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Inspection report

Date of Inspection: 5 December 2012
Date of Publication: 31 January 2013
Inspection Report published 31 January 2013 PDF

The service should have quality checking systems to manage risks and assure the health, welfare and safety of people who receive care (outcome 16)

Meeting this standard

We checked that people who use this service

  • Benefit from safe quality care, treatment and support, due to effective decision making and the management of risks to their health, welfare and safety.

How this check was done

We reviewed all the information we have gathered about Leighton Hospital, looked at the personal care or treatment records of people who use the service, reviewed information sent to us by the provider and carried out a visit on 5 December 2012. We observed how people were being cared for, talked with people who use the service, talked with carers and / or family members and talked with staff.

Our judgement

The provider had an effective system to regularly assess and monitor the quality of service that people receive.

The provider had an effective system in place to identify, assess and manage risks to the health, safety and welfare of people who use the service and others.

Reasons for our judgement

Following our visit we asked The Trust for documents known as the Provider Compliance Assessment (PCA) for this outcome. These describe how the organisation considers it meets the requirements of the regulations. These documents gave a cogent account of how the organisation met its responsibilities and were consistent with the information we gathered during the inspection.

NHS trusts are required to submit adverse incident information to the National Reporting and Learning Service (NRLS) which analyses it and passes information to CQC. One of the indicators looked at is the reporting rate for adverse incidents, where a high rate is considered a positive indicator as it can reflect open culture with good reporting systems. Prior to this inspection we looked at the information we held and noted The Trust to have a particularly low rate of notifications which caused us concern.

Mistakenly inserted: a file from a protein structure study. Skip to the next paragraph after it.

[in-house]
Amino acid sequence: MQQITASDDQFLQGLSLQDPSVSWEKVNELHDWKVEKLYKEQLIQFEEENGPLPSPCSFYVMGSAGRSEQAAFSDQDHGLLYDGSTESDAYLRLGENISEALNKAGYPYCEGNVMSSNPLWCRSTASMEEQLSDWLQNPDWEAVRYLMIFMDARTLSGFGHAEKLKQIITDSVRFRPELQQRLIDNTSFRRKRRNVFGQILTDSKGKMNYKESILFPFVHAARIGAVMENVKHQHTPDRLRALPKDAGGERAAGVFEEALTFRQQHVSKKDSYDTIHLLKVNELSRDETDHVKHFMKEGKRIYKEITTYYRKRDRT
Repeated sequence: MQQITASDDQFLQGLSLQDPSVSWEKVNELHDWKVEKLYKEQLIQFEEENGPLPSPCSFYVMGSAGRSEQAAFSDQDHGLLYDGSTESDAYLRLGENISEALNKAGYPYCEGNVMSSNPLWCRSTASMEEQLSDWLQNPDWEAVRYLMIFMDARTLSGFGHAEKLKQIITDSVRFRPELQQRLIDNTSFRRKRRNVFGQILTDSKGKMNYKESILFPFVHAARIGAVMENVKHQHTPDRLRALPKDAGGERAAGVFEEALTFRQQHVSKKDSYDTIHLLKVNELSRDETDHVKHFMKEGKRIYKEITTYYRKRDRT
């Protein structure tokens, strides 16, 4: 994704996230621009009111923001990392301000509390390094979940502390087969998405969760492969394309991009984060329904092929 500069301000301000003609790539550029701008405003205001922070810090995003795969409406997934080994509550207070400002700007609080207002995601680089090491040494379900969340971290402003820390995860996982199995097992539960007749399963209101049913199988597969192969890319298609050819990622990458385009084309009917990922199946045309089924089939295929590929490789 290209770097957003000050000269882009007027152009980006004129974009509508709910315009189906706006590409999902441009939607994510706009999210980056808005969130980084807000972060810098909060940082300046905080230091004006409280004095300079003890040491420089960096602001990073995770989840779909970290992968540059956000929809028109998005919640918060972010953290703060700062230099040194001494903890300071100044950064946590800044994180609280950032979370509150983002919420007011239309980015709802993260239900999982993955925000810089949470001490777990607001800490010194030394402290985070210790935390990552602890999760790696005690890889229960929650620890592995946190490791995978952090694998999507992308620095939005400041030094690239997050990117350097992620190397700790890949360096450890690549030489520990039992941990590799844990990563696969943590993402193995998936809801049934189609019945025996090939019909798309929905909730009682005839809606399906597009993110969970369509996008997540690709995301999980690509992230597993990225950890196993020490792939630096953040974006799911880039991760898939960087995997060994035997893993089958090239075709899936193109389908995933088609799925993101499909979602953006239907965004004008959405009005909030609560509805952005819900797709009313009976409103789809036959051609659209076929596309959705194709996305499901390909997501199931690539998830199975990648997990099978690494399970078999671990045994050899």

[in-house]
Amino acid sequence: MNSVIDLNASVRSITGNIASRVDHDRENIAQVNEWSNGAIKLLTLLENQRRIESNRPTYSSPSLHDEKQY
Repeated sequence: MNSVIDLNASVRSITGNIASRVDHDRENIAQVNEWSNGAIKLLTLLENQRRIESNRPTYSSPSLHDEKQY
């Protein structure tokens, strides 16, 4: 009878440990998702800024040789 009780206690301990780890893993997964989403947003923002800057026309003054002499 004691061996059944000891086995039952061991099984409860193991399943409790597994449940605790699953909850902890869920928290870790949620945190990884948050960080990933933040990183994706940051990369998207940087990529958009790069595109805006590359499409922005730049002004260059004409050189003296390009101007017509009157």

When we discussed this issue with senior managers on the day of inspection they were surprised because they considered their reporting rates to be high, something we later noted that they had commented on as positive evidence in their PCA for this outcome. Following the inspection we asked The Trust to provide evidence of this and we also independently obtained information from the NRLS. This information showed that The Trust was consistently recorded as a high reporter being in the top 25% for three of the last four quarters.

When we carried out our inspection visit we spoke to staff on wards 2 and 21b about the arrangements for reporting and leaning from adverse incidents or “near misses”. We were told that incidents were reported using the “IR1 system” which referred to a form that was completed under these circumstances. We understood that this information was held on a specialised computer system know as “Ulysses”.

We asked about the training arrangements for staff to enable them to report incidents and we were told that it was covered in The Trust’s Biennial Mandatory Update (BEMU) programme which all staff attended every two years as well as being covered on induction for all new staff. We looked at the relevant training syllabuses to confirm this and requested training completion figures. The figures showed that training took place as did our conversations with the staff we spoke to..

When we visited Ward 2 we asked the Ward Manager for an example of an adverse incident recently reported by the ward. We were told of an incident involving a medicine overdose in October 2012. We followed this incident through and found that it had been appropriately investigated with the support of the Medicines Management department and that root causes had been identified. We were told that as a result of the investigation staff had received additional training and that feedback had been given to all staff on the ward. We asked staff about this and they recalled the incident and that training they had been given. We also saw that reference was made to the incident in the notes of the ward meeting.

We asked The Trust on the morning of our visit for reports of incidents that had take place on the wards we visited. They were able to provide this at short notice demonstrating their ability to analyse and sort the information held on their Ulysses system.

One of the means that CQC uses to provide information on NHS trusts is to look at mortality outlier figures provided by government and other bodies such as Dr Foster. A mortality outlier is when there is a higher number of deaths for a particular group of patients than might be expected. A higher number is not in itself a cause for concern but should prompt the hospital and others to ask further questions.

These alerts occur throughout the year and CQC often speaks to trusts to ask for a report and explanation of the figures. This might result in the issue being judged as no concern or the trust might notice the opportunity for improvement and produce an action plan. We gain assurance that action plans are i